Susan Margaret Floyd can teach herself anything. That’s a skill she’s drawn from a decade-long career as a schoolteacher, and it’s vital to her work as senior counsel—environmental at Entergy Services (Entergy), where she practices environmental law.
Floyd has advised on matters related to regulatory requirements under a slew of environmental laws, like the Clean Water Act, the National Historic Preservation Act, the Endangered Species Act, the Resource Conservation and Recovery Act, the Comprehensive Environmental Response, Compensation and Liability Act, the Emergency Planning and Community Right-to-Know Act, and the National Environmental Policy Act.
But even as environmental regulations and statutes change with each administration in Washington, her adaptability and passion for protecting the environment remain steadfast.
“It’s important to be working on something you’re passionate about, because you’re going to do the best job you can, but you’re also going to continue to grow and become the best you can be at whatever you’re called to do,” she says.
Floyd, a Mississippi native currently living in New Orleans, planned to attend law school after college, but life had other plans. In need of a summer job, she started teaching at a preschool. She loved it so much that what started as a temporary stopover morphed into a twelve-year career in education.
When she turned thirty-five, she took stock of where she was and thought, “If I don’t go to law school, I’m going to regret not going.” The example of her maternal grandparents, both attorneys, had long inspired her. She also wanted to apply her interest in solving problems and love of learning to law.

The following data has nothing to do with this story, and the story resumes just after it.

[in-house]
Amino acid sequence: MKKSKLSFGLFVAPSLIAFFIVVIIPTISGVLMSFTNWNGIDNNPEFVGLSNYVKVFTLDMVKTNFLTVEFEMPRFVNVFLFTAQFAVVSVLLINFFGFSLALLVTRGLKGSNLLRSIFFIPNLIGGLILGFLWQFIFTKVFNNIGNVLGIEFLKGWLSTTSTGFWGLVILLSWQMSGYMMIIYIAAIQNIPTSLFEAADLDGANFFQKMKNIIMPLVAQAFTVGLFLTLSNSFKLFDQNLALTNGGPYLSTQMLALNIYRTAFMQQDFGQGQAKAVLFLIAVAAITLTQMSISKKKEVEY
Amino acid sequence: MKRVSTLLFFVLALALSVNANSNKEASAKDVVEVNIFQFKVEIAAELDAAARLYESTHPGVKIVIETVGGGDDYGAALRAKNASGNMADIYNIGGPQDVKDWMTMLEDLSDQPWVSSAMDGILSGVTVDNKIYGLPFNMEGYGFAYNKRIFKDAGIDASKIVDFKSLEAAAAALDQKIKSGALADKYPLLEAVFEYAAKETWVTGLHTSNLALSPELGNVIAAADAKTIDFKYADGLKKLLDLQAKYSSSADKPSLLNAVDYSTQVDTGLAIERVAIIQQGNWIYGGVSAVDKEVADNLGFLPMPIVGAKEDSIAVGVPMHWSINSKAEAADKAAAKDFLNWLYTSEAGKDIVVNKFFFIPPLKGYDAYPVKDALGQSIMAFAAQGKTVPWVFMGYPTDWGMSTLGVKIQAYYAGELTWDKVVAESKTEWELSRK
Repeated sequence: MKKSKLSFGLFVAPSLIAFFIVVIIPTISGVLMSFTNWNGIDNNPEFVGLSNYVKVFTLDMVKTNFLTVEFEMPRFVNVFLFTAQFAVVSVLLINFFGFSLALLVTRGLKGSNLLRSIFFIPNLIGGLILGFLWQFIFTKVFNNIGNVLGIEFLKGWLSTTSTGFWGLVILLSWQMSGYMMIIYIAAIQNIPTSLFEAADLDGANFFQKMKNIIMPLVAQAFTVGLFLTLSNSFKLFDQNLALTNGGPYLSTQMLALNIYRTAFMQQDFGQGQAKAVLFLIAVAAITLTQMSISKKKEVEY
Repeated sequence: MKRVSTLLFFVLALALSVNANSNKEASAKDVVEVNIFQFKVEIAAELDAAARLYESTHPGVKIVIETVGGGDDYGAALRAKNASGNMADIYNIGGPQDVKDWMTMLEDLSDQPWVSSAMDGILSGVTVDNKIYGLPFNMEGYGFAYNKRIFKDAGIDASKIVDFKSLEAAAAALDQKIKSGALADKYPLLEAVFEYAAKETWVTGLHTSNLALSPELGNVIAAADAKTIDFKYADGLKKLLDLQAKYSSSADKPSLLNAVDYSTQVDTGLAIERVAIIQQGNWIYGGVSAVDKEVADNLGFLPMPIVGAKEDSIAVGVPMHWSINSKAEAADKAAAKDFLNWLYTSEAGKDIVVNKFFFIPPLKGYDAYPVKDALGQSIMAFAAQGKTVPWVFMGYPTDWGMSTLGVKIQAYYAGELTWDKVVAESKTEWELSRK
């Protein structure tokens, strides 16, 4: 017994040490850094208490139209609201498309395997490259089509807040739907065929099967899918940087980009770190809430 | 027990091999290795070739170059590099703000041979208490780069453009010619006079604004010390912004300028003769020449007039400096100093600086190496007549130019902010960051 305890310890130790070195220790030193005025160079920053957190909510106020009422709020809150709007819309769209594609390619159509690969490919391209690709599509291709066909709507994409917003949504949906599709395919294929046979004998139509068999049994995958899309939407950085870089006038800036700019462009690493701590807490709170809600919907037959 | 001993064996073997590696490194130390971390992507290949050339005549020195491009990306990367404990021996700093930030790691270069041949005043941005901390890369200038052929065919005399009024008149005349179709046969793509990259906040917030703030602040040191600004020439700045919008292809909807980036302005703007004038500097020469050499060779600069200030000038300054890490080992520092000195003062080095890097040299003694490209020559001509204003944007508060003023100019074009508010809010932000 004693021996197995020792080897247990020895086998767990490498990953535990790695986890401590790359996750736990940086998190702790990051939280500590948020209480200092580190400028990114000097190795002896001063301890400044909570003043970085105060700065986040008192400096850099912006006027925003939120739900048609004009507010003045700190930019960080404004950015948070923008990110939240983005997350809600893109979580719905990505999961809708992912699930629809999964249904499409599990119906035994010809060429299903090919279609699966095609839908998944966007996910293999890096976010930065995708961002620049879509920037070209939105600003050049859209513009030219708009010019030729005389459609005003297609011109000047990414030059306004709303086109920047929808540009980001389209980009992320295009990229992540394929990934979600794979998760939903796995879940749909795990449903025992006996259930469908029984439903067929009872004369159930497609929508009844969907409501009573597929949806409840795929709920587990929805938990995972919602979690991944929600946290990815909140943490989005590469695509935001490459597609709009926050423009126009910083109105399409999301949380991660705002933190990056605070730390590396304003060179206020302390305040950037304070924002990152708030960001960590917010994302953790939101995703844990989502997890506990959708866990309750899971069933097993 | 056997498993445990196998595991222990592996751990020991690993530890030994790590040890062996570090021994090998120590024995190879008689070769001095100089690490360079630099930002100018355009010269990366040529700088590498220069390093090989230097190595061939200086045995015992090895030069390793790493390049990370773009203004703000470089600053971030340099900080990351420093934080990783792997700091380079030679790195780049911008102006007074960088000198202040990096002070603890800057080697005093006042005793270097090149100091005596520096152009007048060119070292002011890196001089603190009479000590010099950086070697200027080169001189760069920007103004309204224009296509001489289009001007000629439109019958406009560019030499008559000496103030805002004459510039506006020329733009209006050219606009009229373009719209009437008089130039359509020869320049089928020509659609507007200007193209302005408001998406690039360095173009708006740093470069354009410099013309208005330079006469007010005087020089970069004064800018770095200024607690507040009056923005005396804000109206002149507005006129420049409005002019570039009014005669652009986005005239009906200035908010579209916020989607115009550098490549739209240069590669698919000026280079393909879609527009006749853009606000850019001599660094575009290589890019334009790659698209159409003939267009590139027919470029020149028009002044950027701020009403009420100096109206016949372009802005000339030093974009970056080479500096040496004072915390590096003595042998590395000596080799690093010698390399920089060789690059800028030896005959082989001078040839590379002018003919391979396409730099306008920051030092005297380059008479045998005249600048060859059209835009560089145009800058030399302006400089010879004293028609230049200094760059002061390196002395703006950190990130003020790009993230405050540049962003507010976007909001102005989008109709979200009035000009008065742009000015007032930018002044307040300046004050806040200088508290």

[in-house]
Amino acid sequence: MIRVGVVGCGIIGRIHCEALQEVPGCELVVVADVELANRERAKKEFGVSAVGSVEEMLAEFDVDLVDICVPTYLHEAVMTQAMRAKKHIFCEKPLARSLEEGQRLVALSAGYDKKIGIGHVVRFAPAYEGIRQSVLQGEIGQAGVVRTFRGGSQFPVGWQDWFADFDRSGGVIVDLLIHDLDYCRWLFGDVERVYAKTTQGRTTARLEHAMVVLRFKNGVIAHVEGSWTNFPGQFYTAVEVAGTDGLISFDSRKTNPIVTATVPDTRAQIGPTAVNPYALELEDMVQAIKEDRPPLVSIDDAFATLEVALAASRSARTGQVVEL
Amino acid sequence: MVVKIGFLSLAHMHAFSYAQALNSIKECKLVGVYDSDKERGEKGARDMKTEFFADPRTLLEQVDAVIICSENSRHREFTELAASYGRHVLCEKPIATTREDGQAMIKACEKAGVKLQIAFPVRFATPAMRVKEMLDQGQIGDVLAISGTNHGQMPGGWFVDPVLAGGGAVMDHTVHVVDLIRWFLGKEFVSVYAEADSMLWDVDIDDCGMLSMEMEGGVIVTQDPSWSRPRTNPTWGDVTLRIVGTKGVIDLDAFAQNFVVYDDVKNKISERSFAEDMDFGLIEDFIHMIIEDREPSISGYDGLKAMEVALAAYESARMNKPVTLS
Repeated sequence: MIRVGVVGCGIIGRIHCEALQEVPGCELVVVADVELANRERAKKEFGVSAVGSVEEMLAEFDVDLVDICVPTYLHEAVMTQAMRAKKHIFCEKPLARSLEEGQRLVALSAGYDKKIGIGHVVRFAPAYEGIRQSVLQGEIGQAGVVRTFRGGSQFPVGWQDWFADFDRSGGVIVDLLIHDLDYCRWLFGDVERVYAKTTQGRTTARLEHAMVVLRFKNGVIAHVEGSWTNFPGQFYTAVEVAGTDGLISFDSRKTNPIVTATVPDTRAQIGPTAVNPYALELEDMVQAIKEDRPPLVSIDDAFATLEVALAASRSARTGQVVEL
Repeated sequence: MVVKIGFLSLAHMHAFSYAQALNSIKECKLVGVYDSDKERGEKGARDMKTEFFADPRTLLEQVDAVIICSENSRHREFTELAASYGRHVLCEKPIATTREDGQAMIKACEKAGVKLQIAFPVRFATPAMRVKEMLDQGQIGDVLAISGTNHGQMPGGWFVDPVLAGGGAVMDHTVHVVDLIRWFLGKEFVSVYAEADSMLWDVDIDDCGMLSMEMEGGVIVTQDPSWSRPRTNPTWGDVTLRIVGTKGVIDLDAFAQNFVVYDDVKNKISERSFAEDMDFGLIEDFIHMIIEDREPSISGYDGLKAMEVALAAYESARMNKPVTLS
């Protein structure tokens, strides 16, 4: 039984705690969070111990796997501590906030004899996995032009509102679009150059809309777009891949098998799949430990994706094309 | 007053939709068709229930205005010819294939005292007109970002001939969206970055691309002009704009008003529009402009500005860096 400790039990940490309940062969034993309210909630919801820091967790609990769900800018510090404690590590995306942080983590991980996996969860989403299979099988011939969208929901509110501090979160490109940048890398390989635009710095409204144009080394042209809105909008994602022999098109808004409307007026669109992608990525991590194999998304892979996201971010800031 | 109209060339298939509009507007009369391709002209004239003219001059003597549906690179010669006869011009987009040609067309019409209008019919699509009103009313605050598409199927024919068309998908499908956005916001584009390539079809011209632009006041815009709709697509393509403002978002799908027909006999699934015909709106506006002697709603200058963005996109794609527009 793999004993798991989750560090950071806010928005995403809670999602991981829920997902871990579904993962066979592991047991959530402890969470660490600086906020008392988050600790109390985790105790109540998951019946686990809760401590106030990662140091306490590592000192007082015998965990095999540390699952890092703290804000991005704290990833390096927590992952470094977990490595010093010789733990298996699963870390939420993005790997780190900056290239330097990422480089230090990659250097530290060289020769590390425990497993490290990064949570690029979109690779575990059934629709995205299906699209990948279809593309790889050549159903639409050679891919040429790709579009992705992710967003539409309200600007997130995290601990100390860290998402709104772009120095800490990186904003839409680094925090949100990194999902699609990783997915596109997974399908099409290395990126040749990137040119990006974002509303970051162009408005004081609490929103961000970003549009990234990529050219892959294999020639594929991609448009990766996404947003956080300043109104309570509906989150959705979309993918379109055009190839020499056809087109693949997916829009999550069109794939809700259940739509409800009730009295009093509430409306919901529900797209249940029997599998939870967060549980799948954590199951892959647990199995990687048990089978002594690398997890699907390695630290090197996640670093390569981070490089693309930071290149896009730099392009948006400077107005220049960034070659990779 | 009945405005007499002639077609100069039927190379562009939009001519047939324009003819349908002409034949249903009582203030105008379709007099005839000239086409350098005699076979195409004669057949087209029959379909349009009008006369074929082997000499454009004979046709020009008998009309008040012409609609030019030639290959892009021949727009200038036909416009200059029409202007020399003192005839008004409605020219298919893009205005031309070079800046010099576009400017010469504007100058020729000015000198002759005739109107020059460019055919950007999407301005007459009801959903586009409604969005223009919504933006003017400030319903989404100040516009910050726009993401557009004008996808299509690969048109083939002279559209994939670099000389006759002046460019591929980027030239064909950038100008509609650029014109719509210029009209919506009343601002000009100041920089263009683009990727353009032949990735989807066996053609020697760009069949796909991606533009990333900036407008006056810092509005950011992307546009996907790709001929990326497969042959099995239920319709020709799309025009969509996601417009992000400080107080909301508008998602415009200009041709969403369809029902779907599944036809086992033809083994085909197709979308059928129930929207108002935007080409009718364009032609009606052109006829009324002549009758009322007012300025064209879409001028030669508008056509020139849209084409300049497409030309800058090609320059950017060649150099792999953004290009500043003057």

“You never finish learning; that’s why it’s called practicing law,” she says. “You’re constantly learning, and there are different problems that come up that you have to apply the facts to. I like that too because you have to get creative sometimes.”
Eager to dive in, Floyd enrolled in law school at the age of thirty-eight.
While she was in school, she got a call from an attorney at Brunini, Grantham, Grower & Hewes, a local law firm in Jackson, Mississippi. The attorney said a friend of his had recommended her for a contract research assistant position and offered her the job. It was her first glimpse into environmental law. She’s been hooked ever since, she says.
“I fell in love with it,” she says. “Every project he gave me to research, I liked it more.”
The firm eventually offered her a full-time position, where she worked for four years after graduation. In that position, she gained experience related to natural resource damage assessment under the Oil Pollution Act, with BP as a client. According to the National Oceanic and Atmospheric Administration, the assessment is a process to determine the appropriate type and amount of restoration needed to offset impacts created by oil spills, hazardous waste sites, and vessel groundings.